2010-11: Global Aesthetics

The Society for the Humanities calls for scholarly reflections on global aesthetics. We seek interdisciplinary projects on aesthetics that reflect on the history and practice of artistic form in the context of historical cross-cultural exchange, economic and cultural flows, and contemporary global transformation.

The Society wishes to open the question of what constitutes an “aesthetic” approach to culture, politics, community, and being. The humanities have a long tradition of situating aesthetics in relation to the judgments of sentiment and taste, the pleasure of imitation, the force of the sublime, and the theory of interpretation. Whereas the modernist tradition might be said to have celebrated the autonomy of the work of art, the legacies of semiotics and poststructuralism situate autonomy in the framework of histories of textuality and signifying systems. Similarly, psychoanalysis has positioned the aesthetic in relation to homosocial expressivity as sustained by sublimation, an assumption of critical importance to subsequent theories of sexuality and gender. Of equal influence is the tradition of dialectical materialism for which aesthetics has been understood in relation to cultural superstructures and sociocultural conditions. Rather than seeking the soothing release of catharsis, this approach emphasizes the heuristic value of artistic alienation and social production.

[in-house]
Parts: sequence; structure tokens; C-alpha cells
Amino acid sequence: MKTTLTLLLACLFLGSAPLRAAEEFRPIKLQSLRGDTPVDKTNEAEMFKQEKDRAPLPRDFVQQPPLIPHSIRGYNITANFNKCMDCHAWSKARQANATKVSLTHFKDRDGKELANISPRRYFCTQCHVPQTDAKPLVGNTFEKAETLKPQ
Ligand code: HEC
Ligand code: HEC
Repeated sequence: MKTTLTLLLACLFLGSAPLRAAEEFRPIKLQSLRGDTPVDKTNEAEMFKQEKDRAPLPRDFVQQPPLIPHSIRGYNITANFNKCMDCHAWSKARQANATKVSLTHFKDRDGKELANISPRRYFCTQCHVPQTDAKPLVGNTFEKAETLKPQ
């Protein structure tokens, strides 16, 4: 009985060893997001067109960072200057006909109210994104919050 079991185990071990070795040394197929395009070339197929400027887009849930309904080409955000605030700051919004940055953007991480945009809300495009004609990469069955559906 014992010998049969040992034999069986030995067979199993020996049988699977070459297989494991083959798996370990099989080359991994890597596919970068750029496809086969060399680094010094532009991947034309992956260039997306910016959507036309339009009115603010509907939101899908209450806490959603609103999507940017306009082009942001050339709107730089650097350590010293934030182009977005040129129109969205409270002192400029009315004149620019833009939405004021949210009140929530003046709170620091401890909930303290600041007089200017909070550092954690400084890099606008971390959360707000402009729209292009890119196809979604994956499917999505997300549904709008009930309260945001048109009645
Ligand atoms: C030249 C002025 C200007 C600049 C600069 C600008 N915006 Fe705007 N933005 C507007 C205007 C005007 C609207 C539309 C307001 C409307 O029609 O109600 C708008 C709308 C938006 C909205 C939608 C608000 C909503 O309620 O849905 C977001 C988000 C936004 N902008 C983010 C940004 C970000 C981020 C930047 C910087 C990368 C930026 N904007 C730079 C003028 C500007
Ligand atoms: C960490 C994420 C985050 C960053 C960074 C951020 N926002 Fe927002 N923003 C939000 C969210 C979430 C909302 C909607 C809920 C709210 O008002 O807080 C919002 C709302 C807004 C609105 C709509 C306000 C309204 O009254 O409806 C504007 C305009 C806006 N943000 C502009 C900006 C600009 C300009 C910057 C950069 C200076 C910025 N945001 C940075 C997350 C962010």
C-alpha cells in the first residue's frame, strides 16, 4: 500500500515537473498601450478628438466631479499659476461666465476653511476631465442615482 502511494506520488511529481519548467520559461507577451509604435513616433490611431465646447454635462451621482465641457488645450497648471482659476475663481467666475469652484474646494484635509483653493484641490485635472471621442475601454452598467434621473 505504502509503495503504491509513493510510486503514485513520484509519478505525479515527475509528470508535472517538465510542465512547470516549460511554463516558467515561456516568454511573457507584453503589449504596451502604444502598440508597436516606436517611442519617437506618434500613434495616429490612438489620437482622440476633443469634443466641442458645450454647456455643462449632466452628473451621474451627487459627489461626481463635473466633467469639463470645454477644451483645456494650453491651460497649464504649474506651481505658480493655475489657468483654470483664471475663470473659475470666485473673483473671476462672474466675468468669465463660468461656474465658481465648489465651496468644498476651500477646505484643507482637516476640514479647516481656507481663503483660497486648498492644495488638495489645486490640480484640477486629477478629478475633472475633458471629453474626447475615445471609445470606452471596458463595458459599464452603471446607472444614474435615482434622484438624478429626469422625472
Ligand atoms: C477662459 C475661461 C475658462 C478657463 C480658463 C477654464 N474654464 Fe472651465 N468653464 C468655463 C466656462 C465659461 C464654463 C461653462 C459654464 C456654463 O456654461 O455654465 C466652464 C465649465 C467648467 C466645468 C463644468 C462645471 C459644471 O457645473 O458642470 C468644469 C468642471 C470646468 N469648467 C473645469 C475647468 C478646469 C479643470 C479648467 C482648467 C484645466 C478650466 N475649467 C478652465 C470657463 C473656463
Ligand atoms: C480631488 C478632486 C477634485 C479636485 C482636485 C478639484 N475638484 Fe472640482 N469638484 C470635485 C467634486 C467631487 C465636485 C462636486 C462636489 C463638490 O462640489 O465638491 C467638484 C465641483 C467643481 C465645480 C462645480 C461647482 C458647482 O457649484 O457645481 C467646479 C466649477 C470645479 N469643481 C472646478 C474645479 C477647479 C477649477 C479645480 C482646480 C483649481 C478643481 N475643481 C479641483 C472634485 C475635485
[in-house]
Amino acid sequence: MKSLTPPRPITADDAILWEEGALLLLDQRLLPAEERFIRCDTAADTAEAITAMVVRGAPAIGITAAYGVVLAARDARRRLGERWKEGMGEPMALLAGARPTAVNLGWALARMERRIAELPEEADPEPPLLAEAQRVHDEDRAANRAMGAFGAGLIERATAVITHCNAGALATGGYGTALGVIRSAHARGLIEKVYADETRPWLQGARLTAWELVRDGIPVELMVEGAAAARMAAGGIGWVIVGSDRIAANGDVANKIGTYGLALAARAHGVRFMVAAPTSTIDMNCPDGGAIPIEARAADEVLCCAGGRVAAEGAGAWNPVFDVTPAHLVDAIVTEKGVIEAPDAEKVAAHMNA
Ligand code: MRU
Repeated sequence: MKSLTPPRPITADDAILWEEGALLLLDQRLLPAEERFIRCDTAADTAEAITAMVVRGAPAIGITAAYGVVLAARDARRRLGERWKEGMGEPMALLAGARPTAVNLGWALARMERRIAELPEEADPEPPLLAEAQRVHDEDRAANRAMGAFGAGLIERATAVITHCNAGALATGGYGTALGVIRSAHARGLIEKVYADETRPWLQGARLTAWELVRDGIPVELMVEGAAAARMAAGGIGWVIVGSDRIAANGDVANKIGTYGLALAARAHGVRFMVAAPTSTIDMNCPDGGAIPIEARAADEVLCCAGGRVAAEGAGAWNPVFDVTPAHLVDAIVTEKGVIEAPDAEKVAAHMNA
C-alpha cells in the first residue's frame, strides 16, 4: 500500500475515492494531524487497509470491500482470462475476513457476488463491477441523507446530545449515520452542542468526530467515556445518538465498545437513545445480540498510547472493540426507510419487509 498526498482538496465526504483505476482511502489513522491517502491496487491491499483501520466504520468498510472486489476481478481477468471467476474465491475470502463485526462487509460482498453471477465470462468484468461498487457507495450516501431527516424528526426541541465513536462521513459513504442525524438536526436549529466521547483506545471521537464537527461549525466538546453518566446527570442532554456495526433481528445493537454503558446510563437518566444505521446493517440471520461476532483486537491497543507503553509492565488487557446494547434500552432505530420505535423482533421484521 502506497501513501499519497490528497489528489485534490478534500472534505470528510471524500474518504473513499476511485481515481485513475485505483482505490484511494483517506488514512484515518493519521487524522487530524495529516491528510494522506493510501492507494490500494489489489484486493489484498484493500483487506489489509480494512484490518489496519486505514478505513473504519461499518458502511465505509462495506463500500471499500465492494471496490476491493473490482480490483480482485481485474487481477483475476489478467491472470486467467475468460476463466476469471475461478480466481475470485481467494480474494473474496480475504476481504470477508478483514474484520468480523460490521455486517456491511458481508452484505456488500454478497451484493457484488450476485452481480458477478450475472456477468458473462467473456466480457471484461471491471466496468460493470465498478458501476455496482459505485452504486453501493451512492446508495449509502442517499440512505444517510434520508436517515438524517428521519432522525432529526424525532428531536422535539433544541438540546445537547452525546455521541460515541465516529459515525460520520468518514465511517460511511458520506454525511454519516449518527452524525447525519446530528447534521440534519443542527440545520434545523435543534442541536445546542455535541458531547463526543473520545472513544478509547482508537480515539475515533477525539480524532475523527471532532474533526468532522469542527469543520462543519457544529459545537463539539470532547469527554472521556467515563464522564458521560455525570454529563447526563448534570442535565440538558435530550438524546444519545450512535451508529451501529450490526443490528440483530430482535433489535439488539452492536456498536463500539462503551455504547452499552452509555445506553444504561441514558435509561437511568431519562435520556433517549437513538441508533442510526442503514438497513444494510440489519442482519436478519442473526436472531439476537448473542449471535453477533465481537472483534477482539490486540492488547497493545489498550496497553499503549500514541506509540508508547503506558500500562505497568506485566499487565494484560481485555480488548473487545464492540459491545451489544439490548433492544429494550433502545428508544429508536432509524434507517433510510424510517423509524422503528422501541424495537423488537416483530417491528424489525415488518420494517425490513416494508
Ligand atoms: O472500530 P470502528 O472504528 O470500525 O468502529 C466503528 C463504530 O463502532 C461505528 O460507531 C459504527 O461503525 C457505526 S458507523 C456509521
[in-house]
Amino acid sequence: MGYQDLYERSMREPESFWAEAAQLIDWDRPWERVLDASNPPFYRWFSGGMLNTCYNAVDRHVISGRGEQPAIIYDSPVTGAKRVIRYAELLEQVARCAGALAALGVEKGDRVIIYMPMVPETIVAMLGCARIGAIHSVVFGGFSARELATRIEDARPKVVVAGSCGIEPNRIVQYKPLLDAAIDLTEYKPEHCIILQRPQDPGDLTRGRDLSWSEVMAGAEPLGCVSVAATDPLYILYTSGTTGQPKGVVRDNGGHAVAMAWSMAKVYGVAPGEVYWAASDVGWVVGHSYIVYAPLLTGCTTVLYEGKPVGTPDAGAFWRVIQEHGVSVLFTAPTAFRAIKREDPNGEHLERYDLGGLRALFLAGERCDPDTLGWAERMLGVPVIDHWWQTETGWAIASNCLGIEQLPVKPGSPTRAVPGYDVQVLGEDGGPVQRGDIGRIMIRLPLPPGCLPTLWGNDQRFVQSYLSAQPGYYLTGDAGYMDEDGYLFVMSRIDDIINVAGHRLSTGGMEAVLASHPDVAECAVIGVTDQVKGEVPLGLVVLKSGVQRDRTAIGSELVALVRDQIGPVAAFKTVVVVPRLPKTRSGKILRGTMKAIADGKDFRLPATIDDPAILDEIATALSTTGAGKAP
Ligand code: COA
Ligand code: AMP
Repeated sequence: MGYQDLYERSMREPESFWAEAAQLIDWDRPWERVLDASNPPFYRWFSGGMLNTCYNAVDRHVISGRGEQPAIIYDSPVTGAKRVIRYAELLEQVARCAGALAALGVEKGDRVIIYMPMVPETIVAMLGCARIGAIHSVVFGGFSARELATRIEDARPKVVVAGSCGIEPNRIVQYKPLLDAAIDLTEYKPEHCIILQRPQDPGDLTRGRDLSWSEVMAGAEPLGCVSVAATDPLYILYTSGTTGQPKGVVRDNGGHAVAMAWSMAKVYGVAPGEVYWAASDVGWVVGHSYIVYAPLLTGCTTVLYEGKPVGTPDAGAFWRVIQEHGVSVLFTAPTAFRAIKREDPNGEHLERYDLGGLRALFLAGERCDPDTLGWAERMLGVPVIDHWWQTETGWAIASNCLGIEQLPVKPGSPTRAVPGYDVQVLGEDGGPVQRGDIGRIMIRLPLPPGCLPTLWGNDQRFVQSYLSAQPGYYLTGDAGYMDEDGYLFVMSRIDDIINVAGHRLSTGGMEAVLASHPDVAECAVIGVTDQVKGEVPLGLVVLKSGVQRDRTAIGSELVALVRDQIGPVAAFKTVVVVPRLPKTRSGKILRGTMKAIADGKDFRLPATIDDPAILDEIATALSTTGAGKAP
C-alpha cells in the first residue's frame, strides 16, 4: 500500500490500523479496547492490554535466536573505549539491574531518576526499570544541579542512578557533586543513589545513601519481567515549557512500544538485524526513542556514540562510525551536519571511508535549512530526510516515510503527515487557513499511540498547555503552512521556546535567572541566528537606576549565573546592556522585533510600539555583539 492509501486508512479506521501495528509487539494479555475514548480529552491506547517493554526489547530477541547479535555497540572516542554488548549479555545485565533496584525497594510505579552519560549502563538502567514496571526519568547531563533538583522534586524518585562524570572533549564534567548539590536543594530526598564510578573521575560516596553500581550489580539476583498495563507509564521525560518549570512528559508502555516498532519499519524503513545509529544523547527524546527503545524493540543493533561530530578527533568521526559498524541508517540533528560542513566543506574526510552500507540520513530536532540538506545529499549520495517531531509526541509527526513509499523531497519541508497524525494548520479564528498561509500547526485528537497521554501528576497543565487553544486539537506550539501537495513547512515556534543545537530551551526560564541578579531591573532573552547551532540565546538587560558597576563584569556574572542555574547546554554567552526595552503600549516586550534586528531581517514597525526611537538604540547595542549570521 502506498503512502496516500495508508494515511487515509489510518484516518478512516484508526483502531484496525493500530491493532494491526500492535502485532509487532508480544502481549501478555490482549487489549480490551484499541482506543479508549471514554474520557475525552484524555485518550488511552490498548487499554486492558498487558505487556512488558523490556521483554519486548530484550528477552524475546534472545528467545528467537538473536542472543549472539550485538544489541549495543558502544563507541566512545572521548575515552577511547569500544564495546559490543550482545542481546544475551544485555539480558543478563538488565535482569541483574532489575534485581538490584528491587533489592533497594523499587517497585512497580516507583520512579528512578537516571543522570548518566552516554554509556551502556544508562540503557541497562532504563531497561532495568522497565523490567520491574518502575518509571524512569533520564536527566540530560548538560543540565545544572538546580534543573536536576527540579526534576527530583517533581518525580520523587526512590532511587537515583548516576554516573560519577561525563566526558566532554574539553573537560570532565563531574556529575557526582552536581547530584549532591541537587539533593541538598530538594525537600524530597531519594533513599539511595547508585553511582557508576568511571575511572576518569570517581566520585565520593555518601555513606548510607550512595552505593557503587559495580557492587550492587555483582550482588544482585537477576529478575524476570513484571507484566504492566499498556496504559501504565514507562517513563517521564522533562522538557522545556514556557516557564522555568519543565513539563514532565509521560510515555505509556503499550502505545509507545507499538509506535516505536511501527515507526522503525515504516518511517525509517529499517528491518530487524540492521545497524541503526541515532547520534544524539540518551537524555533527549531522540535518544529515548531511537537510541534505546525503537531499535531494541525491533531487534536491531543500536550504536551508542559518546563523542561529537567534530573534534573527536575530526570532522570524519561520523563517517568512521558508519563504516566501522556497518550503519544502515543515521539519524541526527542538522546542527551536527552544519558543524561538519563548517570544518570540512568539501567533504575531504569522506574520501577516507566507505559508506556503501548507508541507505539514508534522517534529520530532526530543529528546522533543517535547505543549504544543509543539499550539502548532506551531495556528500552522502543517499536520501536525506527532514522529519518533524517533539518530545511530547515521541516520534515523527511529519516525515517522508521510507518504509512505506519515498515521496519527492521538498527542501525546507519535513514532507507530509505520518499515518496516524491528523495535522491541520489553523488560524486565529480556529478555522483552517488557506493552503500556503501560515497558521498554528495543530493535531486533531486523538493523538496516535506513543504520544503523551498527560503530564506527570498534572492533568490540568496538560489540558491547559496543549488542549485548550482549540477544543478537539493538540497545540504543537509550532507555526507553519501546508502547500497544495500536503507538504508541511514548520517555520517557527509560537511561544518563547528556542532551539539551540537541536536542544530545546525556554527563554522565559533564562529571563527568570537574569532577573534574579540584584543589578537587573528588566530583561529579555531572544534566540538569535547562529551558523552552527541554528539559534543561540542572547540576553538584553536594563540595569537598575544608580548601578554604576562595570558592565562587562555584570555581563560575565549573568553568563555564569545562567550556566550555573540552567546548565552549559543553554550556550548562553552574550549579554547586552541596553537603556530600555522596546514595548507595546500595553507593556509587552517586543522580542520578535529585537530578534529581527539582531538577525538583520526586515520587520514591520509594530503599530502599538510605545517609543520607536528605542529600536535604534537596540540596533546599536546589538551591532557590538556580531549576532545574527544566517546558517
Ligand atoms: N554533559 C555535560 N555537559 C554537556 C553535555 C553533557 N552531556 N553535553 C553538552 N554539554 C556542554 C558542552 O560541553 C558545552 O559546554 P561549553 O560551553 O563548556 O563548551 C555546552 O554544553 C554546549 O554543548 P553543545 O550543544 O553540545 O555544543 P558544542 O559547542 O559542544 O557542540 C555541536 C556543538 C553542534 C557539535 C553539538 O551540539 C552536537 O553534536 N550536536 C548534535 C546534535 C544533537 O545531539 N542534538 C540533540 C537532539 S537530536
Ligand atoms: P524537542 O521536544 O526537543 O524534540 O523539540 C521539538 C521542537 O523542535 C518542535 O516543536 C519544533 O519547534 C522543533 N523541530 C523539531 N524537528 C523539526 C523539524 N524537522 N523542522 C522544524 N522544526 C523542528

Of particular interest to this discussion will be reflection on global approaches to aesthetics that have been articulated in dialogue with, independent of, or in contention with the Occidental tradition of aesthetics. How does the aesthetic function in Latin American, Asian, and African contexts? Or what about the impact of subaltern and minority discourses? How might the global practices of Marxism, religion, anthropology or communal social systems dialogue with the Occidental philosophical tradition? And how might procedures of criticism and translation enable or enhance cross-cultural expressions of aesthetic difference?

Artistic form and practice themselves also play an authoritative role in setting the terms of aesthetic norms, goals, and customs. How might global artistic production contribute to an ongoing understanding of aesthetics? Do contemporary experiments in new media, performance, film, literature, music, art, and architecture articulate aesthetic ideals that depart from the historical norm? Might new electronic and digital networks, mobilities, and artistic projects alter the terms of global aesthetics? These questions are meant to suggest, not delimit, possible approaches to the focal theme.

Scholars are encouraged to investigate transformations of global aesthetics and interdisciplinary practices across geographies, historical periods, disciplinary boundaries, and social context. The Society for the Humanities welcomes applications from scholars and practitioners who are interested in investigating this topic from the broadest variety of international and disciplinary perspectives.


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